Porte de Champerret (Paris Métro)

The images and aerial photographs further below illustrate material about Porte de Champerret (Paris Métro). Porte de Champerret is a station on Paris Métro Line 3.

The station is named after the Porte de Champerret, a gate in the nineteenth century Thiers Wall of Paris on the way to the hamlet of Champerret, which was merged with the commune of Levallois-Perret in 1867. The station was opened on 15 February 1911, when the line was extended from Pereire and was the western terminus of the line until its extension to Pont de Levallois – Bécon on 24 September 1937.

Station layout

Maps and images

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More information about Porte de Champerret (Paris Métro)

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Close places of interest

Pereire – Levallois (Paris RER) (0.32 km)

Lines serving this station Adjacent Station Pereire on Paris Métro Line 3. There are shuttle buses connecting Pont Cardinet on SNCF rail station.

Pereire (Paris Métro) (0.44 km)

Pereire (Maréchal Juin) is a station on Paris Métro Line 3. History Pereire was opened on 23 May 1910 when the line was extended from Villiers. The station is named after the Boulevard Pereire and the Place du Maréchal Juin. The Péreire brothers, Émile Péreire (1800–1875) and his brother Isaac (1806–1880), created the Crédit Immobilier bank in 1852. They established railroad companies in France and in Europe. Émile Péreire was the first director of the Compagnie du Chemin de fer de Paris à Saint-Germain, which opened the first railway in Paris in 1837.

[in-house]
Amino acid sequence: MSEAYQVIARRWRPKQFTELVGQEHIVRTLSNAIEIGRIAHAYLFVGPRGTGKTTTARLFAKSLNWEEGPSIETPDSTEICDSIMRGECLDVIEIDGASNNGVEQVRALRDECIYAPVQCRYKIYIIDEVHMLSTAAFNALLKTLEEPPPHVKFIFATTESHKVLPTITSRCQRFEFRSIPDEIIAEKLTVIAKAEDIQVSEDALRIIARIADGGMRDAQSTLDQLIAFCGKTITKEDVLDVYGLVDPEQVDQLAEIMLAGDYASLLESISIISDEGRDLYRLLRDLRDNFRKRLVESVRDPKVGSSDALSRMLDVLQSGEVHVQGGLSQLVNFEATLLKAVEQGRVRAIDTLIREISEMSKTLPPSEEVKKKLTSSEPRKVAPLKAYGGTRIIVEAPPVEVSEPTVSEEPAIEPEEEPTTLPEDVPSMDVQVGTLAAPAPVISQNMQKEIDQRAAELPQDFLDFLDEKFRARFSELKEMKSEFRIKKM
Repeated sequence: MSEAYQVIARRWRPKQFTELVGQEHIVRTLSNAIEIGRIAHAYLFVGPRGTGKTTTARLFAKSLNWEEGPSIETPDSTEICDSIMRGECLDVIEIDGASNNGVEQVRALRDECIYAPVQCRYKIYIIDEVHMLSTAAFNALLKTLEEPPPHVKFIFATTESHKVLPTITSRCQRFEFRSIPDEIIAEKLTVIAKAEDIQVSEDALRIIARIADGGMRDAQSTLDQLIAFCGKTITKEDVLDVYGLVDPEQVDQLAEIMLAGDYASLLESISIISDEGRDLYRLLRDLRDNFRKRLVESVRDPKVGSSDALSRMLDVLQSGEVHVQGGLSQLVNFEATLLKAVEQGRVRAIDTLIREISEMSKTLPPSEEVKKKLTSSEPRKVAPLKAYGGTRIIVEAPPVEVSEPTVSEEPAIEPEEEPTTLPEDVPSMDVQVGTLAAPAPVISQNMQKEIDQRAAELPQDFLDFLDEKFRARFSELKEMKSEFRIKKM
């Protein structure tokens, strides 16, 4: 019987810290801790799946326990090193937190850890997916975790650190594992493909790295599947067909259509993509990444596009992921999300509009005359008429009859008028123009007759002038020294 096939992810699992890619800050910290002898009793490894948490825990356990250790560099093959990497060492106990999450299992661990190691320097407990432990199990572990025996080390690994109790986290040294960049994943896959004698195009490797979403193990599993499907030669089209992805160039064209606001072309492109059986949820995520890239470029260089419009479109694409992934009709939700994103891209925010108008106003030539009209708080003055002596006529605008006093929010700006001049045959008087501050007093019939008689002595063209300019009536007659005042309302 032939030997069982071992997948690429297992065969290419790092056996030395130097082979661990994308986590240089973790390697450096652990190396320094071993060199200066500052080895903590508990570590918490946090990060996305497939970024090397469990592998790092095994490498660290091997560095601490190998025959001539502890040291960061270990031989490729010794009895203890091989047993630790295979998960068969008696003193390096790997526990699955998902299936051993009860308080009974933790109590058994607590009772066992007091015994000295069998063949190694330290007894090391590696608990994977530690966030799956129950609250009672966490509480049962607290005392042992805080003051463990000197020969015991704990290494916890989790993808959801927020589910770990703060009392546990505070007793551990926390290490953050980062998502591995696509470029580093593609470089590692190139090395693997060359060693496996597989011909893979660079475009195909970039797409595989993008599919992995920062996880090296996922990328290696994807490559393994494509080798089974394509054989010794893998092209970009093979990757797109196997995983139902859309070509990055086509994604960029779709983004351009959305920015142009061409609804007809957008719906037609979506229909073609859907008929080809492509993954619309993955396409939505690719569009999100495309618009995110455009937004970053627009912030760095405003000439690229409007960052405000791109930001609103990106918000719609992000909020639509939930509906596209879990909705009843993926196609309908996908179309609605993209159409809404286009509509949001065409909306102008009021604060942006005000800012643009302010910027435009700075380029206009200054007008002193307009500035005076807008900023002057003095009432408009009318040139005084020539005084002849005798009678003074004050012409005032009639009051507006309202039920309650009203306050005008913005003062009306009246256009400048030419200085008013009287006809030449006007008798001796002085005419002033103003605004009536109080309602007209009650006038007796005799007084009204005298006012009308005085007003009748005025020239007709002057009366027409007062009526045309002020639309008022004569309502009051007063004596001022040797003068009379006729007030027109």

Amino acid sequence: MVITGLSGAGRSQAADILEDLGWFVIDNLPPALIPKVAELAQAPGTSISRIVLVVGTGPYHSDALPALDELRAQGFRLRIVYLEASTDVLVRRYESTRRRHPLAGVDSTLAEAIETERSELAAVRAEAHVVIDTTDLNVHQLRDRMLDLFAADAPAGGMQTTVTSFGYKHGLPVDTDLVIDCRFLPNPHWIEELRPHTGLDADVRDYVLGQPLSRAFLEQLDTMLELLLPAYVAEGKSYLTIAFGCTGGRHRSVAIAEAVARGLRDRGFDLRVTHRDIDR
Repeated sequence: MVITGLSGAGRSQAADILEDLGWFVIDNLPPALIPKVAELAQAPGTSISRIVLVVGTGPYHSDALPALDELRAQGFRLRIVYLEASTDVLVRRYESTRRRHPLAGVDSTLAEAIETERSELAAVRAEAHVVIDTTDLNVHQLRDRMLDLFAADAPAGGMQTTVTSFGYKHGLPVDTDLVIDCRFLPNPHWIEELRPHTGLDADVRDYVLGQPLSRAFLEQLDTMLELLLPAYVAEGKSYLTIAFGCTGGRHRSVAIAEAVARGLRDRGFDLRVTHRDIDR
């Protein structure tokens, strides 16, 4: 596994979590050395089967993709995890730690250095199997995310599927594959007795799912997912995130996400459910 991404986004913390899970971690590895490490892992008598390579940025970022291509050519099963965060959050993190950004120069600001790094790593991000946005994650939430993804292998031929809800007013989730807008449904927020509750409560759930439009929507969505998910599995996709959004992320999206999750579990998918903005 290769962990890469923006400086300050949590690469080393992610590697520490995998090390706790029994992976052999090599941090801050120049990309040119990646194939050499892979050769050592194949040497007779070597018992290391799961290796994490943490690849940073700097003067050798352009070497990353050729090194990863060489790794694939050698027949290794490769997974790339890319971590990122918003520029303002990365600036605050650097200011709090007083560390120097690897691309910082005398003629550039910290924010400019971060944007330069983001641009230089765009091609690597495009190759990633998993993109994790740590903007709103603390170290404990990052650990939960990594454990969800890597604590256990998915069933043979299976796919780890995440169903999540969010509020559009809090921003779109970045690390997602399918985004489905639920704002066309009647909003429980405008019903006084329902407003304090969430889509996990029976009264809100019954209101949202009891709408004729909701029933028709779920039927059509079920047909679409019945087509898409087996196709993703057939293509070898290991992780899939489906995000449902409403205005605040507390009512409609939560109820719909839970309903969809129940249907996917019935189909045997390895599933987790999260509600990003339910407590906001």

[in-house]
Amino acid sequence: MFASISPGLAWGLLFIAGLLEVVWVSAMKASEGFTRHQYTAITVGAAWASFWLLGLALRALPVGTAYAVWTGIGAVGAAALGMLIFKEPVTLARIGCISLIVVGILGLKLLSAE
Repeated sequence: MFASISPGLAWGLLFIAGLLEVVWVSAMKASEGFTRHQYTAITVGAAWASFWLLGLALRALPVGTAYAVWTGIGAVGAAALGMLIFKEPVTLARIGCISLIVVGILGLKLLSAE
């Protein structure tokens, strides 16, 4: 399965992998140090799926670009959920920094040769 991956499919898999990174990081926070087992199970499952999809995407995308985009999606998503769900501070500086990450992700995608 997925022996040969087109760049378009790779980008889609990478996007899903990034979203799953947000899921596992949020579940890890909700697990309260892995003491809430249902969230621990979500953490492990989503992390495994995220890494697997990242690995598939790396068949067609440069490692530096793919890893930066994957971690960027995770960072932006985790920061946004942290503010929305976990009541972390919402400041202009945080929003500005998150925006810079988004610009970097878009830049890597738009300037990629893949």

Louise Michel (Paris Métro) (0.55 km)

Louise Michel is a station on Paris Métro Line 3. It is located in the commune of Levallois-Perret, northwest of the capital. History Louise Michel was opened on 24 September 1937 when the line was extended from Porte de Champerret to Pont de Levallois – Bécon. It was originally called Vallier, after a mountain (2839m) in the Pyrenees near the Val d'Aran. It was renamed on 1 May 1946 to Louise Michel, in honour of the French anarchist and communarde.

Vélodrome Buffalo and Stade Buffalo (0.75 km)

The Vélodrome Buffalo and Stade Buffalo were cycling tracks in Paris. The first existed from 1893 until World War I, the second from 1922 until 1957. The name derives from the showman Buffalo Bill Cody, whose circus played on the grounds of the first velodrome. The first velodrome The Vélodrome Buffalo was not far from the Porte Maillot in Paris, at Neuilly-sur-Seine. It opened in 1893. The writer Tristan Bernard was director of the track in 1895. He is supposed to have introduced the practice of ringing a bell to announce the last lap of a race.

Avenue des Ternes (0.76 km)

Avenue des Ternes is an avenue in the 17th arrondissement of Paris, between place des Ternes and boulevard Gouvion-Saint-Cyr. It is 0.92 km long and 35m wide and was given its present name in 1863. It is on both sides of place Tristan-Bernard.

Other mentions of Porte de Champerret (Paris Métro)

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Sources

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